Tuesday, 02 June, 2020

Huge Study Throws Cold Water on Antimalarials for COVID-19

Antimalarial drug touted by President Trump is linked to increased risk of death in coronavirus patients, study says Sales of drug touted by Trump have been soaring
Gustavo Carr | 23 May, 2020, 01:09

A study published Friday in a prestigious medical journal found that the anti-malarial drug President Donald Trump claims he is now taking-and has repeatedly urged others to take-is not effective for treating Covid-19 and could increase risk of heart problems and death in coronavirus patients.

People sick enough to be hospitalized with the coronavirus are not the same as healthy people taking the drugs in other situations, so safety can not be assumed from prior use, Mehra said.

Again, that can only come from randomized controlled studies.Hydroxychloroquine use spiked dramatically after the drug was embraced by President Trump, who on Monday said that he himself was taking the drug, and commentators on Fox News.

While the paper, published online in the Lancet medical journal, is not a trial created to assess the drug, it shows that the rush to use it around the world may be ill-advised.

The Lancet study looked at data from 671 hospitals, where 14,888 patients were given either hydroxychloroquine or chloroquine, with or without the antibiotic macrolide, and 81,144 patients who were not treated with those drugs. "There was no evidence of benefit, and a consistent signal of harm - and in particular, harm linked to heart rhythm disturbances".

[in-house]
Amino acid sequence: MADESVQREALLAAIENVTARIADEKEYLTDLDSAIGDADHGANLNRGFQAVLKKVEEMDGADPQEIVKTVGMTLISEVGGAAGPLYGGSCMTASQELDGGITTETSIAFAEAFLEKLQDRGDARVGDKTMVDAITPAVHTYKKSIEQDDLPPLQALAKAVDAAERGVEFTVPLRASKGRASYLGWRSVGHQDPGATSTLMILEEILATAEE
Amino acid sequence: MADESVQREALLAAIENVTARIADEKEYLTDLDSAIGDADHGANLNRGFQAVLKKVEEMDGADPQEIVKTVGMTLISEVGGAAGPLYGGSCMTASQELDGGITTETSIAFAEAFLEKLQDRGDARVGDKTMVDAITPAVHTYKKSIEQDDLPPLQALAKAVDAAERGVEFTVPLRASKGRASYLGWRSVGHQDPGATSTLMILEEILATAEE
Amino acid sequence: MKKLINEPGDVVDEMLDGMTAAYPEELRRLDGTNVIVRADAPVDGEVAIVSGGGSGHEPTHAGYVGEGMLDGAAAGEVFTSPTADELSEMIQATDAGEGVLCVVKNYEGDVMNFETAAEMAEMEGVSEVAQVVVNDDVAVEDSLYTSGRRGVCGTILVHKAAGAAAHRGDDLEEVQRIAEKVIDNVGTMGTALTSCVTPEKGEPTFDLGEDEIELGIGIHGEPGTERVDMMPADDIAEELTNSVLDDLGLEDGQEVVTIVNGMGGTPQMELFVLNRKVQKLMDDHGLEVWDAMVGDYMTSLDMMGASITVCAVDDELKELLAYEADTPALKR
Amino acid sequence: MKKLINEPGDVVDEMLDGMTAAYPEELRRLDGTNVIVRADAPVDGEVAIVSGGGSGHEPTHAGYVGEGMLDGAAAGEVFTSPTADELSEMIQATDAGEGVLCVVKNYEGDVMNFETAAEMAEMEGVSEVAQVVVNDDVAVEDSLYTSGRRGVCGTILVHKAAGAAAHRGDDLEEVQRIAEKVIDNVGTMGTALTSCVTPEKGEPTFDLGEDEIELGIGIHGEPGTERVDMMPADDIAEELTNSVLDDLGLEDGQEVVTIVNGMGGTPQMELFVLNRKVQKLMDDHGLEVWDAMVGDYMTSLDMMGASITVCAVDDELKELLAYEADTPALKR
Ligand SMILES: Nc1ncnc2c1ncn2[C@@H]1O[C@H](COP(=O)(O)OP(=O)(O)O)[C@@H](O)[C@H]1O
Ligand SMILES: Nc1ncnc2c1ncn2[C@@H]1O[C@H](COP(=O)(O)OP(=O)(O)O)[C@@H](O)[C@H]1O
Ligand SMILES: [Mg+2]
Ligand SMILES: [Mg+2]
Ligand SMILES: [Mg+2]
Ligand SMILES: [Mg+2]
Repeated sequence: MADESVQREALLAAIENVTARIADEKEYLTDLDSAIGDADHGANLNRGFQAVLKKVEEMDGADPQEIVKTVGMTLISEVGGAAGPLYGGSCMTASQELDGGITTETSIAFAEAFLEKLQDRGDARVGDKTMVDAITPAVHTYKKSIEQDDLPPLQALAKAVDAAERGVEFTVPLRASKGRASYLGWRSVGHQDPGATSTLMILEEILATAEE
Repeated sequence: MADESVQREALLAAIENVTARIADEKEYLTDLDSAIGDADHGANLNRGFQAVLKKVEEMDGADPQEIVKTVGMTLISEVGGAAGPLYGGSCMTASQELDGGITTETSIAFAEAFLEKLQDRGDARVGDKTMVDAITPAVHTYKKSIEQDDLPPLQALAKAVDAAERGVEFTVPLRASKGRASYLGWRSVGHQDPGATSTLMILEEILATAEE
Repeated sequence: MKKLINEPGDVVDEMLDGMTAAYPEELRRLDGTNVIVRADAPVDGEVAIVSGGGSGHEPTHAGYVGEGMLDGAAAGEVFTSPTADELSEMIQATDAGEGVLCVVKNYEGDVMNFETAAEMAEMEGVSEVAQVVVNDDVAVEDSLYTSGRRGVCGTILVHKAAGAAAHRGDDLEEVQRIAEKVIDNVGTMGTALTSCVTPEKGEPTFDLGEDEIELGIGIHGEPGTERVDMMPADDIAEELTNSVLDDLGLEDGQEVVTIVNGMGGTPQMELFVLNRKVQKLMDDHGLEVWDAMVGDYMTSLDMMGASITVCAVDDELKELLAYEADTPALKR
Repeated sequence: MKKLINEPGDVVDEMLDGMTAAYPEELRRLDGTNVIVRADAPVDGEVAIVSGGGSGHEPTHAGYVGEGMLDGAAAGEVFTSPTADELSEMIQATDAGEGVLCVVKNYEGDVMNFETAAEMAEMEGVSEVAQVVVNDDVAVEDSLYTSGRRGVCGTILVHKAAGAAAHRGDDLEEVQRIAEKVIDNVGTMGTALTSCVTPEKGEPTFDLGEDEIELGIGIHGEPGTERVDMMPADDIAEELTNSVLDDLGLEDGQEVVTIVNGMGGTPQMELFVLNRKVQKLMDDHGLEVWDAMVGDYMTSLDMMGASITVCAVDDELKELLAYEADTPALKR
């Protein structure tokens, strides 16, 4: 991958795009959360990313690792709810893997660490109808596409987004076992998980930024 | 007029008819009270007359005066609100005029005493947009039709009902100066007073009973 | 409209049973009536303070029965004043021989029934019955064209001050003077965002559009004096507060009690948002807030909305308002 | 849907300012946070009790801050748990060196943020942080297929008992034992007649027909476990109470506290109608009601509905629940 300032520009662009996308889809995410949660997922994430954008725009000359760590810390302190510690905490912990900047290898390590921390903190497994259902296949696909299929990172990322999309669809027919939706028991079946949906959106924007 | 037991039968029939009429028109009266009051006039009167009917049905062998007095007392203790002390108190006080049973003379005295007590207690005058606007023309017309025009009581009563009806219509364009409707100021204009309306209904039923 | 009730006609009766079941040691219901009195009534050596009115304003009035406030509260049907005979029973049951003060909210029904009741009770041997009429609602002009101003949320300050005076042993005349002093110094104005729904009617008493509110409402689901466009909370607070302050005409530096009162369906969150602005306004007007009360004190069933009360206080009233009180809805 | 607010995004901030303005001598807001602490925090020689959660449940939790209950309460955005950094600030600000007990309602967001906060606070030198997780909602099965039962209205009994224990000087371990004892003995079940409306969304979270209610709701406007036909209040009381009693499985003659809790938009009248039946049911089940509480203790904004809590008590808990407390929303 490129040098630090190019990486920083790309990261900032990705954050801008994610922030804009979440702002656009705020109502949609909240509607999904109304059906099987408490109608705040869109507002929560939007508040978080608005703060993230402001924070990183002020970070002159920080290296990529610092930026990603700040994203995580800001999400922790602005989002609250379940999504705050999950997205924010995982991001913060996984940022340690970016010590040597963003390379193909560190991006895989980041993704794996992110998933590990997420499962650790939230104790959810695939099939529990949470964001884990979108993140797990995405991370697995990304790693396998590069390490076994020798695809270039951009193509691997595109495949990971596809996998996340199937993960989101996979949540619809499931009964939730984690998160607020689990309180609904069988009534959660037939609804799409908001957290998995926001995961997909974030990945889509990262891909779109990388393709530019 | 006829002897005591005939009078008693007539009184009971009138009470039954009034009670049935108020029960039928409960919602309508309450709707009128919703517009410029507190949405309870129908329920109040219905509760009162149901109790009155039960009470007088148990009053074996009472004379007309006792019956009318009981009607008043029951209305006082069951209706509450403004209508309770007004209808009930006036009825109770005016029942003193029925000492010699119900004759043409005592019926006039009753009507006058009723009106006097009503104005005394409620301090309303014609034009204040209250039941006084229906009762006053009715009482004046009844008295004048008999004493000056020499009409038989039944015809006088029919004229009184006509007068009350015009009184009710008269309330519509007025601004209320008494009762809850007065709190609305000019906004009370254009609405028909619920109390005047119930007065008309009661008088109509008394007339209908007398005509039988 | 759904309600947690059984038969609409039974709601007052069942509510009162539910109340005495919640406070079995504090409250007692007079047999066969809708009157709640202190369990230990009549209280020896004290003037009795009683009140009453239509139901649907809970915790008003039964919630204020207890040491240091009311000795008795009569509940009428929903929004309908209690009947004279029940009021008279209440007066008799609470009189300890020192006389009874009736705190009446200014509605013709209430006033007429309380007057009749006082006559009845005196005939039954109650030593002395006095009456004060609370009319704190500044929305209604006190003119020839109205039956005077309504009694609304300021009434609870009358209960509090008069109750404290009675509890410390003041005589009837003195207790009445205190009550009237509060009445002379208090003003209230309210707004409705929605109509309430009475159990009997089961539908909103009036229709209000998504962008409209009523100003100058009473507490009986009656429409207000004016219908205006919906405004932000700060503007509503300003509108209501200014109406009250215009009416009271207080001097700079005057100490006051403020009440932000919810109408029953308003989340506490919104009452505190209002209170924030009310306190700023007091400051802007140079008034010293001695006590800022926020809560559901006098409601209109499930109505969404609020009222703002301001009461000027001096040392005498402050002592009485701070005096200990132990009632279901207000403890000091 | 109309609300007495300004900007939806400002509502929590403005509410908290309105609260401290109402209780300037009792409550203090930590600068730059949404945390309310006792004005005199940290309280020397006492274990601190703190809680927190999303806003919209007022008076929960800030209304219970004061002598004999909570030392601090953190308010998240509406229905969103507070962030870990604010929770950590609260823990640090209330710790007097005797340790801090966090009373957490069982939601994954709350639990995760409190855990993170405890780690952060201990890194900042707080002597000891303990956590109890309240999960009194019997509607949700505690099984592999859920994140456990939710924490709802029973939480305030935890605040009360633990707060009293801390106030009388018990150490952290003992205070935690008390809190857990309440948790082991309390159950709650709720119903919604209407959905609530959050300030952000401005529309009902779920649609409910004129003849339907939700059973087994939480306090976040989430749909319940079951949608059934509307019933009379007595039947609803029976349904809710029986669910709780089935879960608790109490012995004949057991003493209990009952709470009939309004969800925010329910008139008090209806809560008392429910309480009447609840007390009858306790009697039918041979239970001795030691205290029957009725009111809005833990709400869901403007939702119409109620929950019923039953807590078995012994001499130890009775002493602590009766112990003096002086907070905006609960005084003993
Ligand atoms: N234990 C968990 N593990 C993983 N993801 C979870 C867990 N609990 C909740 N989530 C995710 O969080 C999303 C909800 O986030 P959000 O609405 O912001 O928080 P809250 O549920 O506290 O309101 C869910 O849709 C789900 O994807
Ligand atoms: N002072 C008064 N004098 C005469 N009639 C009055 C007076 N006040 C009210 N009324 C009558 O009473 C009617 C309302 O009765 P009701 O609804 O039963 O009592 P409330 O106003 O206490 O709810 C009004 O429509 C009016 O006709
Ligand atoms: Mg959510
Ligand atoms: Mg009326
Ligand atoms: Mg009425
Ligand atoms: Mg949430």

But the problem is that, while researchers can control for risk factors that they know about, they can't rule out that patients getting chloroquine and hydroxychloroquine are dying for reasons they don't understand that have nothing to do with the drugs.

Those who took the drug paired with an antibiotic had a 45% increased risk of death and a 411% risk of heart arrhythmias.

A major study of the way hydroxychloroquine and its older version, chloroquine, have been used on six continents - without clinical trials - reveals a sobering picture.

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The FDA has already urged against the use of the drug in treating COVID-19 outside of a hospital setting.

The drugs are fairly safe for patients being treated for malaria, but Covid-19 is a very different disease.

Proponents of hydroxychloroquine and chloroquine, which have been used for decades against malaria and lupus, say azithromycin and zinc make the drugs more effective against COVID-19.

Dr Marcos Espinal, director of the Pan American Health Organization - part of the World Health Organization - has stressed that no clinical trials have recommended the use of hydroxychloroquine for coronavirus.

The new analysis - by Mandeep Mehra, a Harvard Medical School professor and physician at Brigham and Women's Hospital, and colleagues at other institutions - included patients with a positive laboratory test for covid-19 who were hospitalized between December 20, 2019, and April 14, 2020, at 671 medical centers worldwide.

The study looked at the records of 15,000 people who had been treated with the antimalarials and one of two antibiotics that have sometimes been paired with them. The drug had been shown to have strong antiviral properties in cell cultures, was widely available and was thought to be rather benign in terms of side effects.

While the science is still out on hydroxychloroquine's effectiveness, Magrini said: "We are fairly certain about the possible harm and absence of security of using it in some limited sub-groups of patients".

As sales have increased, so has scrutiny over the medication's safety and efficacy in treating Covid-19. "Therefore, we would like to remind health care professionals and patients of the known risks associated with both hydroxychloroquine and chloroquine".